ASPIRE is a quarterly magazine published by PCI in cooperation with the associations of the National Concrete Bridge Council. The editorial content focuses on the latest technology and key issues in the Concrete Bridge Industry.
Issue link: http://www.aspiremagazinebyengineers.com/i/622975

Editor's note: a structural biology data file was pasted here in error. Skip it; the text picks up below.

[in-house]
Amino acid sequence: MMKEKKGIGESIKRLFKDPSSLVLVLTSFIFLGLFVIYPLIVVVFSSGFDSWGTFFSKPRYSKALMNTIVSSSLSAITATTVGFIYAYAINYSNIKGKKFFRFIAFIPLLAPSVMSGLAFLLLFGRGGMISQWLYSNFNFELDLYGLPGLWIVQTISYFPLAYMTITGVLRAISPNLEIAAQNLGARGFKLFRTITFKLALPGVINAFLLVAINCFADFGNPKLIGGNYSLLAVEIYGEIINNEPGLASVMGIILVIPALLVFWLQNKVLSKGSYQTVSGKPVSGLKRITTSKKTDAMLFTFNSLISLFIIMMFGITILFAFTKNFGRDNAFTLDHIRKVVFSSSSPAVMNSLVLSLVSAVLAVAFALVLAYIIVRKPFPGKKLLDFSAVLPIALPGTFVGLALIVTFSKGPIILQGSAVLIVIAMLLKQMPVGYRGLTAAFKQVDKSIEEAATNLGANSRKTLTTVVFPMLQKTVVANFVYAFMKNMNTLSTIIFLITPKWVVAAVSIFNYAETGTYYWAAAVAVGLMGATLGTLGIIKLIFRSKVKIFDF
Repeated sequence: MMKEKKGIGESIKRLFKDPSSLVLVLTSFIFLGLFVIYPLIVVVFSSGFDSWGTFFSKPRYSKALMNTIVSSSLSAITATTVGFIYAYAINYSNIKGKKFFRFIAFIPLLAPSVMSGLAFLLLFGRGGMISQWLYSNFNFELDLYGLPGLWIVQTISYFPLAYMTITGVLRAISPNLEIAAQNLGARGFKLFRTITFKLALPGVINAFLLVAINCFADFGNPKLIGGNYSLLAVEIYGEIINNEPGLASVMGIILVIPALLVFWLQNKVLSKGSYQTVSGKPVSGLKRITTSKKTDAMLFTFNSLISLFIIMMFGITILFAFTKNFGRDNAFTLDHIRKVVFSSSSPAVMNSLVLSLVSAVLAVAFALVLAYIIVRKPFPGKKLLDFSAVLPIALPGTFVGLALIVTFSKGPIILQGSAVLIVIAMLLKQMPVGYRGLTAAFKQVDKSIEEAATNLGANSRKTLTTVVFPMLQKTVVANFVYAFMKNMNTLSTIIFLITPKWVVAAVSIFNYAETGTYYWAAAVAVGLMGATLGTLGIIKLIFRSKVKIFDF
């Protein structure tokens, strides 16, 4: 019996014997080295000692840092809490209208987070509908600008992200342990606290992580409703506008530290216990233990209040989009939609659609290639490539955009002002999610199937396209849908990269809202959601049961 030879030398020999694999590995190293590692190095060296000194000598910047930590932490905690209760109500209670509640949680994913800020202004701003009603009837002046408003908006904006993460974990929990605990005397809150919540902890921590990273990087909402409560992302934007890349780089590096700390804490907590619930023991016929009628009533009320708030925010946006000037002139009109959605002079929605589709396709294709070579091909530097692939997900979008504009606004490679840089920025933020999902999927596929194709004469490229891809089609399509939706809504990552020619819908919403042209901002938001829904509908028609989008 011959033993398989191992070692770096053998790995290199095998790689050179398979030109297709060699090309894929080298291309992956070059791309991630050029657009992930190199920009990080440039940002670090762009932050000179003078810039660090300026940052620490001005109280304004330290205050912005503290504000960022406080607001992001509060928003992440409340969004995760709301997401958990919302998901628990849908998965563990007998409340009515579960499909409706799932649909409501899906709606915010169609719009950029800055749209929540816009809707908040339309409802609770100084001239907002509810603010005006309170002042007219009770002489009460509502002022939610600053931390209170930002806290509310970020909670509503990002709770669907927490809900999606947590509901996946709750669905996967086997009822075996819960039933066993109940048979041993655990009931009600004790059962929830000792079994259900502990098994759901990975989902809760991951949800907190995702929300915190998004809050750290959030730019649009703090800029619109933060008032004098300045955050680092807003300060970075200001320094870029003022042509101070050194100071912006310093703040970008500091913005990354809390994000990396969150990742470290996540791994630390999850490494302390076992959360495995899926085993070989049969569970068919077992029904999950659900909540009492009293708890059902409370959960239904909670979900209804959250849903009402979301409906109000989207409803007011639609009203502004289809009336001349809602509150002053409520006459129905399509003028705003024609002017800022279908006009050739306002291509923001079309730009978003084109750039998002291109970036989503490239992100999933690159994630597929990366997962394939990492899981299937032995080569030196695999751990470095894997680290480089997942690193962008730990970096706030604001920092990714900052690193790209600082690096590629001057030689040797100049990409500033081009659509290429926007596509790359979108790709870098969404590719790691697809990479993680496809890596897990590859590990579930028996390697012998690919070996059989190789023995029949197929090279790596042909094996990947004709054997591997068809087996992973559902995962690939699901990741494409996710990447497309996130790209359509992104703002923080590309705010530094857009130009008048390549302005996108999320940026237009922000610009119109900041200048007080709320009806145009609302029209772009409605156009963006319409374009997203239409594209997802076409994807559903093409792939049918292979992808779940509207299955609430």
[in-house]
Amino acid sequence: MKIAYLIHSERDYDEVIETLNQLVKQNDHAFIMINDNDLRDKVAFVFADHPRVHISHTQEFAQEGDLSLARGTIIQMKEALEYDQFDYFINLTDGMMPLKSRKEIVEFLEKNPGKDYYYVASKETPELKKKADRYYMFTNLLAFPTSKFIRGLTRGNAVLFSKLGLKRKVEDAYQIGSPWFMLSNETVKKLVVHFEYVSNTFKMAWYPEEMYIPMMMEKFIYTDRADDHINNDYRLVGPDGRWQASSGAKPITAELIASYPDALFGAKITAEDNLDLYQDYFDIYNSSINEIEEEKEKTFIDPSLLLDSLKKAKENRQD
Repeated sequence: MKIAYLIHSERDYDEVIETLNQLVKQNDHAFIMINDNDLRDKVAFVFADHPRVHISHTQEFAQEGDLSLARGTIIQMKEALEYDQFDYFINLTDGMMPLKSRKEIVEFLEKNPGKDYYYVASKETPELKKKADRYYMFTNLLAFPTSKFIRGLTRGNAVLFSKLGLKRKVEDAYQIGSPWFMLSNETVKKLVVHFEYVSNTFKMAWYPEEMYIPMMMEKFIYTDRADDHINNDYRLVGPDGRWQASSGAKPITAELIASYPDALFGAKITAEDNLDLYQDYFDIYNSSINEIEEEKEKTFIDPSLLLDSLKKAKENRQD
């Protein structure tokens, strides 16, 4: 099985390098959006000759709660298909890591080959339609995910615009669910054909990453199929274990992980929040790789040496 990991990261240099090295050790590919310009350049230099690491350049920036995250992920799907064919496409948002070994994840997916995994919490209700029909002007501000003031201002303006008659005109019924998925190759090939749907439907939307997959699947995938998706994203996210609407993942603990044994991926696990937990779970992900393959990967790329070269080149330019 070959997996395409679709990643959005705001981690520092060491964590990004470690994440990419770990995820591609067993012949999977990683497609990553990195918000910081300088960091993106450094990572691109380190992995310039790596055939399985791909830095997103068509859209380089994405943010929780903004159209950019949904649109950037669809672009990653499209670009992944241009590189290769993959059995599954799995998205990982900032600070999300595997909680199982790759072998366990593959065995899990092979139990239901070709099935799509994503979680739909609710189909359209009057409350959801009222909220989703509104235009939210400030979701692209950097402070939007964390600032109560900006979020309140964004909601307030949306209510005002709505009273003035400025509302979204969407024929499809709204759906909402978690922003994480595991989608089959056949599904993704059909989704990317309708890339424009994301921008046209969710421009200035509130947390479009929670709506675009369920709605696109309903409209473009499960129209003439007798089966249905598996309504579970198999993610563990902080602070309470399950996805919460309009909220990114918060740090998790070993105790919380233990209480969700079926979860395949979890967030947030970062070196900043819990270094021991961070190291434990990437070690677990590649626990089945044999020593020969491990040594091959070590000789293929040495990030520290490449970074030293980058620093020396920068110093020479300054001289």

EDITORIAL Make a New Year’s Resolution: “Stay in Touch with Suppliers” William Nickas, Editor-in-Chief Every New Year brings resolutions and promises of change. Sixteen years ago, software venders were scrambling to be compliant with Y2K. And thank goodness, when the clocks rolled over at midnight, it was without any noticeable interruptions to information work flow. The Y2K-scare had garnered much attention and caused everyone to reengage with their computer venders. But it shouldn’t take a scare to keep us in touch with our suppliers. Recently, I was in Texas visiting five precast, prestressed concrete plants and two suppliers to the concrete industry. These plants hosted tours to 150 professionals who were looking to share information about the latest products and improvement opportunities in the industry. Key to those product and improvement opportunities were the relationships between the plants and their suppliers. Company culture at Commercial Metal Corporation (CMC) in Seguin, Tex., embraces sustainability, from recycling scrap from cars and appliances, to sending only plastic and upholstery to the landfill. Our young guide at CMC was knowledgeable and passionate about his part in the company that cleans our communities and builds America, by supplying steel reinforcement and other building materials. It was obvious all employees were proud of the plant’s history. The established work culture is to remain alert for safety first, but also quality. They even personalize the need for remaining safe and watching out for each other with family photos on the lockers, and in the hallways and gathering areas. At the Capital Aggregates (CA) cement plant in West Lake Hills, Tex., two innovations were revealed. CA has started producing special Type III cements with either fly ash or slag (supplementary cementitious materials or SCMs) blended into the cement. The chief chemist shared that the blending process at the cement mill allows fly ash resellers and depots to open more of the supply due to their ability to carefully monitor the SCMs into the cement. This also saves storage and handling costs at the batch plant. In addition to normal quality control samples, CA is putting up trial batches and creating test pucks for research and development, but also as a client service. The next innovation at CA was the diversion of carbon dioxide from the cement calcination process to a new startup factory to mineralize these emissions to make baking soda and bleach. The CA plant personnel introduced us to an executive with SKYONICS, who explained that they hope to be a forprofit technology soon. He explained that the cement plant is making about 1 million tons of cement a year and that they are diverting about 15% of the emissions at this point. By staying in touch with their suppliers, the precast plants were able to expose us to the company culture at CMC and the innovations at the CA cement plant. This calendar year brings the 10th anniversary of ASPIRETM and our team wishes to thank all our supporters and advertisers but also all the authors of the interesting concrete bridge articles. Stay in touch with suppliers and integrate new products and solutions into your concrete bridge projects and then share with the readers of ASPIRE what you did.